I sat down at my computer to write on Monday morning and a text popped up from Hula Hoop’s adopter. She is in love with Hula, now Willow, and sent a picture of her sporting a pretty new collar and surveying her new stash of toys.
“Working from home today with my little love bug! But hardly working because I can’t stop watching her! She is such a good girl and we are blessed to have her!”
These are the messages that make it all worthwhile.
It reminds me of moments like when Hula was a nursing mom and had exploding diarrhea for nearly three weeks. That mess? Continue reading The Price We Pay to Save a Dog
Hi blog readers!
I’m traveling in England and Cyprus this week, but I thought I’d share a few of the best moments of the blog this year.
Of course Fruitcake takes the cake (so to speak).
Here’s a post explaining his Swimmer Puppy Syndrome.
And here are a few pictures of Fruitcake (now Brodie) from his adopter, showing a very different dog nearly a year later. Continue reading Best of the Blog
Every now and again, the dog-thing gets a bit overwhelming. This weekend was one of those times. It makes me pause and wonder if I’m doing too much, asking too much of my family, my own pets, my own heart.
It’s so easy to anthropomorphize dogs. (I toss that big word out there as if I didn’t have to look up the spelling and be sure I was using it correctly. It means to attribute human characteristics and purposes to inanimate objects, plants, and animals.)
We imagine we know a dog’s motives, emotions. We think we can read its expressions, sense its moods, understand why it responds the way it does, even interpret its feelings. (I’ve been anthropomorphizing Gracie for years — but who knows what really goes through that little head of hers.)
This week confirmed for me once again that dogs, like people, are mysteries. It is nearly impossible to know another person’s heart, let alone a dog’s, and twice as easy to imagine that we do. We assume based on our own experiences and bias, but in reality we’re wrong as much as we’re blessed with a lucky guess or two.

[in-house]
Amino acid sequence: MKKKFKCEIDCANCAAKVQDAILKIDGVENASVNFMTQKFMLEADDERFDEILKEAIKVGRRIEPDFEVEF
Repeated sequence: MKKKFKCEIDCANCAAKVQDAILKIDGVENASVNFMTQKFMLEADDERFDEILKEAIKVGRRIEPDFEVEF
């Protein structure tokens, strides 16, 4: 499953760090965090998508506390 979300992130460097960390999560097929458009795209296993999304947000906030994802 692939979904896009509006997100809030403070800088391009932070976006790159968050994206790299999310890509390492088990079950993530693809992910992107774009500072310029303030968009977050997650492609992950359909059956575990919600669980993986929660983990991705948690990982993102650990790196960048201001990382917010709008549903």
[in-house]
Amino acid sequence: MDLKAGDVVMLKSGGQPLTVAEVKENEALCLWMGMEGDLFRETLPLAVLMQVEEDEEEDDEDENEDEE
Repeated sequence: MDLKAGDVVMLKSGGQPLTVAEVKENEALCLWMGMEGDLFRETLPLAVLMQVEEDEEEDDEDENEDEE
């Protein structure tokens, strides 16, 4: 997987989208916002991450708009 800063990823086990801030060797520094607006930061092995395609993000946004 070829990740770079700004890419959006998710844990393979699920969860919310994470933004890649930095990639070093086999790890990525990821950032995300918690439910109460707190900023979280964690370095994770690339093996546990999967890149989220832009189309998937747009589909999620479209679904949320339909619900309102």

Yesterday morning, for the first time in weeks, Gala and Darlin’ had a nasty fight. Continue reading Rescue Work Overload & the Difference a little Trust Can Make
The brown dogs are still here.
Seems like brown dogs are not in style this spring.
I have faith that their families will find them, but the longer they are here the more entrenched they become in our lives. Darlin’ is embarrassingly attached to me. So much so that when I leave, she whines and pines and generally annoys everyone left behind. When I return she is beside herself with happiness circling me and begging for my attention. She needs to find her person soon, so she can aim her endless devotion on the right soul.
Addie has decided Darlin’ looks like a giant hamster. I asked her why and she said, “She just does. Look at her!” Another OPH foster’s teenage daughter, who was here to help with the puppies, said Darlin’ looks like a capybara.
Thinking of the capybara brought memories of sitting through the videotape (yes, I’m that old) called “Baby Animals” which my preschool age children wore out with their constant viewing. The announcer tells them all about the Capybara. In fact, if it weren’t for that videotape I, like my OPH pal, would have thought she was making up the animal’s existence. I reminded Addie of that video and how she loved the capybara and she had no memory of ever seeing it. One more reminder that my version and her version of her childhood bear no resemblance. But Darlin’ does kind of resemble a capybara, doesn’t she….. Continue reading Capybara, Hamster, or Darlin’? You decide! (Plus updates on Gala, Punkin, and missing dog, Cindee)
(Here’s the post originally intended for Tuesday before my world got sideswiped by Crash’s diagnosis.)